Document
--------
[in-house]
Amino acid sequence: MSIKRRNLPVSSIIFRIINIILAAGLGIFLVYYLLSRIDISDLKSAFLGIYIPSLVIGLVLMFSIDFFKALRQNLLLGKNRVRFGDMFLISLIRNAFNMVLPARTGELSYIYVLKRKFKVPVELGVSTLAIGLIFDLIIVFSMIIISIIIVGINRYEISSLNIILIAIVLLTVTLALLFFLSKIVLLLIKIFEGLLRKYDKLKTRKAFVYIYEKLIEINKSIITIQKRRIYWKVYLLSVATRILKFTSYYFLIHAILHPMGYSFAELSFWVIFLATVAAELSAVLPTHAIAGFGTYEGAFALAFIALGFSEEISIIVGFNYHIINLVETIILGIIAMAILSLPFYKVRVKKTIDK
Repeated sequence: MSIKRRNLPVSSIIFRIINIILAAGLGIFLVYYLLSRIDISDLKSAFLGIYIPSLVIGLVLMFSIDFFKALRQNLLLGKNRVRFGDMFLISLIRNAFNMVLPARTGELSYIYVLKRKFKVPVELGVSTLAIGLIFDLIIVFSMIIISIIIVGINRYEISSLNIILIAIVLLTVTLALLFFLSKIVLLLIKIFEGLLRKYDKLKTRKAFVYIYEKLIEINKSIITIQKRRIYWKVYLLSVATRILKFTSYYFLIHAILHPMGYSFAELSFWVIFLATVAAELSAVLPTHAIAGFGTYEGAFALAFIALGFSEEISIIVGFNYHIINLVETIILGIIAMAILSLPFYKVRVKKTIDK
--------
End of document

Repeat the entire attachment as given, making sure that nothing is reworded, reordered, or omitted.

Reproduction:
[in-house]
Amino acid sequence: MSIKRRNLPVSSIIFRIINIILAAGLGIFLVYYLLSRIDISDLKSAFLGIYIPSLVIGLVLMFSIDFFKALRQNLLLGKNRVRFGDMFLISLIRNAFNMVLPARTGELSYIYVLKRKFKVPVELGVSTLAIGLIFDLIIVFSMIIISIIIVGINRYEISSLNIILIAIVLLTVTLALLFFLSKIVLLLIKIFEGLLRKYDKLKTRKAFVYIYEKLIEINKSIITIQKRRIYWKVYLLSVATRILKFTSYYFLIHAILHPMGYSFAELSFWVIFLATVAAELSAVLPTHAIAGFGTYEGAFALAFIALGFSEEISIIVGFNYHIINLVETIILGIIAMAILSLPFYKVRVKKTIDK
Repeated sequence: MSIKRRNLPVSSIIFRIINIILAAGLGIFLVYYLLSRIDISDLKSAFLGIYIPSLVIGLVLMFSIDFFKALRQNLLLGKNRVRFGDMFLISLIRNAFNMVLPARTGELSYIYVLKRKFKVPVELGVSTLAIGLIFDLIIVFSMIIISIIIVGINRYEISSLNIILIAIVLLTVTLALLFFLSKIVLLLIKIFEGLLRKYDKLKTRKAFVYIYEKLIEINKSIITIQKRRIYWKVYLLSVATRILKFTSYYFLIHAILHPMGYSFAELSFWVIFLATVAAELSAVLPTHAIAGFGTYEGAFALAFIALGFSEEISIIVGFNYHIINLVETIILGIIAMAILSLPFYKVRVKKTIDK